Search Retargeting: The Must-Have Media Tactic For Q4
As we rapidly enter the busiest period for the year for retailers, many are turning to Search Retargeting as the keystone for their digital marketing programs. Whereas in Q4 2011 many dipped a toe into the pixeled waters to test out its effectiveness, this year they have embraced it at scale.
In its simplest form, Search Retargeting allows a retailer to find those individuals who have searched for a relevant term on Google, Yahoo! and Bing, but have not yet visited their site. This latter point is critical – Search Retargeting is unlike a typical retargeting or remarketing program in that it focuses on net new customers, not those who have abandoned your pages.
Retailer Case Study
In a recent campaign for a major traditional grocery retailer (with a growing online business), Chango was used to deliver against a set of diverse, and sometimes surprising, set of challenges.
Our grocery client is in a competitive market, one that is fundamentally evolving because of changing buying habits, especially the use of online grocery ordering. They must compete with behemoths that can outspend them 100 to 1 and are household names, not just brand names. They have dollars to invest, but like many challenger brands, they must be smarter than their competitors, and squeeze out every last drop of benefit.
They struggle to rank for important home delivery terms in SEO because the market is too crowded, and their budget doesn’t stretch to head terms in PPC like [supermarket] because in some markets it is simply cost-prohibitive.
Like many such retailers, their product portfolio has diversified, and they want their audience to know they are a one-stop shop for flowers, electronics and wine. And as a high-end retailer brand, they are extremely cautious about the quality of their ads, as well as the placement
Most importantly, they want net new customers, as these will bring the maximum value over their lifetime.
Search Retargeting is about defining audiences based on their intent, and that intent is defined by the keywords that the individual is searching on. The audiences defined included:
Curious about online grocery: [online grocery], [online supermarket], [supermarket home delivery], etc.
Competitor conquesting: brand terms of competing supermarkets and retailers, and the brand names of their major in-house product lines
Flower buyers: [order flowers], [mother’s day flowers], [flower gifts], etc.
Wine buyers: [order wine], [wine cases], [wine delivery] and brand names of wine information sites and guides
Each individual was shown an ad that was relevant to the category they were searching for. All ad placements were screened with a three-layer brand safety methodology to ensure suitable placement.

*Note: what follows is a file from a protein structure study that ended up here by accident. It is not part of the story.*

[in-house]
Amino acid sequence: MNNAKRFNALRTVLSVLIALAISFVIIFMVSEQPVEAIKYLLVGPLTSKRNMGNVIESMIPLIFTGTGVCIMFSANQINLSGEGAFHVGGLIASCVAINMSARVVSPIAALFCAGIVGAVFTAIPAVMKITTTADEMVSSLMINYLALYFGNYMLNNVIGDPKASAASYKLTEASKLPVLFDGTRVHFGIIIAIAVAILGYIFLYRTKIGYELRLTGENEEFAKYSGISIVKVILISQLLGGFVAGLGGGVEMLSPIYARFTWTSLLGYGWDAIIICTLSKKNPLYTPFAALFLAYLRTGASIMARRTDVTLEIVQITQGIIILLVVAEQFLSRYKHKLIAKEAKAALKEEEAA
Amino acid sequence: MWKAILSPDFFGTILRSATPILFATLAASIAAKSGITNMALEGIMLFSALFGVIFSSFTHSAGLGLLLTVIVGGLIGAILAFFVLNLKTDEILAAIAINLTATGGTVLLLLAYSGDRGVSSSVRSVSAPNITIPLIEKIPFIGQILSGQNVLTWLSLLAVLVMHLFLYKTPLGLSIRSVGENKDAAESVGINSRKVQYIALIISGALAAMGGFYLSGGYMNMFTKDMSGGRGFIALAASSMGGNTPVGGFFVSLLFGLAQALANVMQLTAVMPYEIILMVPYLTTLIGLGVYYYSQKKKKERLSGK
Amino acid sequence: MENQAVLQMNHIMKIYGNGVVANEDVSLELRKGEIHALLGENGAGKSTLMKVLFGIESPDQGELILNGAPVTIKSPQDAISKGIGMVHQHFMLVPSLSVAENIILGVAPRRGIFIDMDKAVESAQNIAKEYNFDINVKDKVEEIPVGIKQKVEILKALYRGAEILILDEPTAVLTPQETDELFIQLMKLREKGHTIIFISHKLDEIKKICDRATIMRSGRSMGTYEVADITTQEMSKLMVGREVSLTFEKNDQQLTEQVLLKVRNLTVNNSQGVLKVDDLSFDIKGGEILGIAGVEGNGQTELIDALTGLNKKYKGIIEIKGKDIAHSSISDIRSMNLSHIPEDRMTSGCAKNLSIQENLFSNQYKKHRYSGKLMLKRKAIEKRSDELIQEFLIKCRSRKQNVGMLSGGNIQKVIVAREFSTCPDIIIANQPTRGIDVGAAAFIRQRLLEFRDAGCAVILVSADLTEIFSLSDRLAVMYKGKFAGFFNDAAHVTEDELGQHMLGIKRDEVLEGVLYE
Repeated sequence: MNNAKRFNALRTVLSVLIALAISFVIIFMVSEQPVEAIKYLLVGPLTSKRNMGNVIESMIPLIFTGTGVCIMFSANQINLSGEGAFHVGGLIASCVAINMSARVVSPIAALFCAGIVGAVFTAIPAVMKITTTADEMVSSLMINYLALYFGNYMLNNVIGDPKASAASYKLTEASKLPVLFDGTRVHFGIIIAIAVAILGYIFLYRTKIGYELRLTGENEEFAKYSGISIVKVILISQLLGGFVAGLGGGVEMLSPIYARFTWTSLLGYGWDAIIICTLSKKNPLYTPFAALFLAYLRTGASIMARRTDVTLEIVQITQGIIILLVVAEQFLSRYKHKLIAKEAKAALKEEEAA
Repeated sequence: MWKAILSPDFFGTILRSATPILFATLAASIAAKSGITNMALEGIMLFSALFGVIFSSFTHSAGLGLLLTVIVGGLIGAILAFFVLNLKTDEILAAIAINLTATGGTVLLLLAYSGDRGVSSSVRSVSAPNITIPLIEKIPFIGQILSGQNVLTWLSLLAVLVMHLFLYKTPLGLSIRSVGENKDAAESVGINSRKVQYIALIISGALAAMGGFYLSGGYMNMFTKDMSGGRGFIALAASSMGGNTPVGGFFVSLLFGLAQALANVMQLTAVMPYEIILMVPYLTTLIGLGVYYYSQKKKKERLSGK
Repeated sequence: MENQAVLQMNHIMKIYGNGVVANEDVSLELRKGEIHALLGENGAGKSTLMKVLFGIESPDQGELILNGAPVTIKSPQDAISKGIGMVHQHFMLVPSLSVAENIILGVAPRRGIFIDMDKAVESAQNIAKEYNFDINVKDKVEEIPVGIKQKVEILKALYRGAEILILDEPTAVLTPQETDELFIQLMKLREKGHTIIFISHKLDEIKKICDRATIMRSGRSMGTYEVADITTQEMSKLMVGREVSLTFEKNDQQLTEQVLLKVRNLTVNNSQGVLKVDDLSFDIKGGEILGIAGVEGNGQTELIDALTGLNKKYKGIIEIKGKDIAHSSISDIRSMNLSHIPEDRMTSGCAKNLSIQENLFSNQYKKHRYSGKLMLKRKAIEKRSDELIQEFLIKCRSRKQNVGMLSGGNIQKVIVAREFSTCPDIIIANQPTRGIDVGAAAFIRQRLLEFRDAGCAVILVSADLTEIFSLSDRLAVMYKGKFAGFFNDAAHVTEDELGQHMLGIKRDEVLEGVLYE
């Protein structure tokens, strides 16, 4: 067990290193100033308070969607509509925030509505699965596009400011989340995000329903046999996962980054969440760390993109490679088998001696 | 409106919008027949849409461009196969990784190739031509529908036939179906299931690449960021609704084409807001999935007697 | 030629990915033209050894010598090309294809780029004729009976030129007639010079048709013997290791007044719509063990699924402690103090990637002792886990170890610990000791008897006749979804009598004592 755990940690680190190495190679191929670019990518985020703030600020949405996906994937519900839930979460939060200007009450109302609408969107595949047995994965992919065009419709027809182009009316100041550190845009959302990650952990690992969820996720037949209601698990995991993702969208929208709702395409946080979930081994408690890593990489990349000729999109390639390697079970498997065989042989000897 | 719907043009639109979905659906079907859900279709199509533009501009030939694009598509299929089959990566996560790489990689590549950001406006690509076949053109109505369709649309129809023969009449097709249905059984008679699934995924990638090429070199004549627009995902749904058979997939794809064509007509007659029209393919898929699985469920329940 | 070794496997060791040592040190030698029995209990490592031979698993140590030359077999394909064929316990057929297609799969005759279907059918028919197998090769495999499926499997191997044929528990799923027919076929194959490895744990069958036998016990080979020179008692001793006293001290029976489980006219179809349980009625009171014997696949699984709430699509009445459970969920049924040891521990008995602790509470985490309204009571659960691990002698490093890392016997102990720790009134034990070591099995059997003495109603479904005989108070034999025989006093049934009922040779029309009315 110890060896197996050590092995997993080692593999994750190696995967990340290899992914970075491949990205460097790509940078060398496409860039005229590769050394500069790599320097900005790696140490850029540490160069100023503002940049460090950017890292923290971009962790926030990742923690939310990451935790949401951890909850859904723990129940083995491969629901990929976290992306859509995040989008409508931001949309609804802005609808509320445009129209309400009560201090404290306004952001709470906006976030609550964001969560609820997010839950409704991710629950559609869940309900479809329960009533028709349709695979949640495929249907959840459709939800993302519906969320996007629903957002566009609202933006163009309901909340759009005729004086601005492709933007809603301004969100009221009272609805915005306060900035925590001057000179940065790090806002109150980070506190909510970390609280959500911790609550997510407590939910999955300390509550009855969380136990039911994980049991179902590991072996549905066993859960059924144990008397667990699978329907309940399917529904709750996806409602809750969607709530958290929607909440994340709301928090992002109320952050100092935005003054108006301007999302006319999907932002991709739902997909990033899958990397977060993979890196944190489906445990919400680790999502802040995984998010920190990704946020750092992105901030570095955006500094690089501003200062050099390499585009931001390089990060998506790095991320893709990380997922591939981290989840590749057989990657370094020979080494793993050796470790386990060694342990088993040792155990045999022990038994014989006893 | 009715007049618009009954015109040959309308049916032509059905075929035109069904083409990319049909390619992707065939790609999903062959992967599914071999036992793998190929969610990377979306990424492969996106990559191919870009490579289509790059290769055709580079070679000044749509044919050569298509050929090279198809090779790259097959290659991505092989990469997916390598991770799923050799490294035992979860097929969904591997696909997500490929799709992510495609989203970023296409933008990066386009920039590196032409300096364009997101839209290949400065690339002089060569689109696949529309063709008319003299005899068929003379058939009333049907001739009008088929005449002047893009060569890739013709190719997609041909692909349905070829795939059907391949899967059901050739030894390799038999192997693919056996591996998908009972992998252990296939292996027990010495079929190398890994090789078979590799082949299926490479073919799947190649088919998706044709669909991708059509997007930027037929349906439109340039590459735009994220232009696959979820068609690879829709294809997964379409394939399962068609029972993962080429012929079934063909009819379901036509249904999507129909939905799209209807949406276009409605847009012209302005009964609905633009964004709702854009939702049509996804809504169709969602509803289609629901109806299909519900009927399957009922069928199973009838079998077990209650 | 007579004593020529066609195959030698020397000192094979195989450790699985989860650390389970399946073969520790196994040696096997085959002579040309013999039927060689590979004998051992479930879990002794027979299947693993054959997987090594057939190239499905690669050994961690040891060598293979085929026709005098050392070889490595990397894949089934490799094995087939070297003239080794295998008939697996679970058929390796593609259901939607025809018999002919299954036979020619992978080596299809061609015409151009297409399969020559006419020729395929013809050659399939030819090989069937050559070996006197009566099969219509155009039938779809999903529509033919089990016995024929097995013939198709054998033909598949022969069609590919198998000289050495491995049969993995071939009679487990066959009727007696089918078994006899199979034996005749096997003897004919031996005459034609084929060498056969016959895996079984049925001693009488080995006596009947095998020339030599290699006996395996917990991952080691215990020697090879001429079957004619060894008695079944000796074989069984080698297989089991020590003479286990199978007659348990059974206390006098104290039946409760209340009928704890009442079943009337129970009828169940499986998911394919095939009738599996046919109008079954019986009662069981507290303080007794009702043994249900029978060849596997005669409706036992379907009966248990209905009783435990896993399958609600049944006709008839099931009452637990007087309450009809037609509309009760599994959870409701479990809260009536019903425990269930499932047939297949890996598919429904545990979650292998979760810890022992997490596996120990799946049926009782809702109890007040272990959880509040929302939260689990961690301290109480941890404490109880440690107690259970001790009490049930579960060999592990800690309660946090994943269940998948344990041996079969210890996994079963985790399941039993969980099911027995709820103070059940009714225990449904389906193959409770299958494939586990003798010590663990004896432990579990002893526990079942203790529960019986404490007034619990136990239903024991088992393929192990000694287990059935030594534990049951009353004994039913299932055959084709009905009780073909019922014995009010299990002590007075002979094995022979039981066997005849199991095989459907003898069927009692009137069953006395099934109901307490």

- Against an ROI target of 6:1, Chango delivered results peaking at 11:1
- 42% of all orders came from net new customers
- One third of all sales were from individuals who had searched for a competitor’s brand term
- 20% of sales came from new customers buying wine
- 26% of sales came from new customers buying flowers
- The gap created by the SEO and PPC environment was filled, providing a presence for consumers on strategic terms
D. Driving more efficiency
Smart buyers know that a good campaign should be optimized positively, and negatively, against simple ROI or ROAS (return on ad spend); yet, this often was the hardest point to teach media planners when I was on the agency-side.
What we mean by this is that a campaign should be measured against all its goals, not just the single goal of ROI. You sacrifice some ROI in exchange for achieving a secondary goal that has strategic value.
With this particular campaign, the client was very happy with the ROI we were achieving, a peak of 11:1 return instead of the 6:1 goal. The campaign was analyzed, and it was seen that we could invest more in wine and flower terms, even though they were low performers for ROI – this lowered the ROI initially, but generated thousands of new customers to strategic product ranges.
In addition, the retailer deployed the Exclusion Pixel site-wide, which tells the system not to target any individual who has already visited the site, therefore driving up net new customer percentage, and removing the overlap with an existing site retargeting buy.
Each week, we would supply a list of order IDs associated with the Search Retargeting program, and the client would match them against their CRM system, giving us access to data that helped the optimization further for net new customers.
The Q4 Gold Rush
In a recent eMarketer / Chango study, eMarketer reports that this retailer is typical of others who are turning to Search Retargeting. Nearly all respondents (93.9%) reported that they were using it to acquire new customers, and two thirds (63.6%) were using it to conquest from their direct competitors.
A reason for the latter is that unlike PPC, the targeting of competitor terms is hidden from view; you may see an ad being served for your competitor, but you don’t know which keyword was the trigger. This prevents the bidding war that often breaks out in search.
When coupled with high returns and consistent performance, retailers are realizing that they may have found an early Christmas gift. In the white paper, Retargeting for Retailers Exposed, seven real marketers from brands including Resolution Media and iCrossing speak out on the roles retargeting can play, and also the pitfalls to be wary of.
Happy Q4 conquesting!
Some opinions expressed in this article may be those of a guest author and not necessarily Search Engine Land. Staff authors are listed here.
(Some images used under license from Shutterstock.com.)
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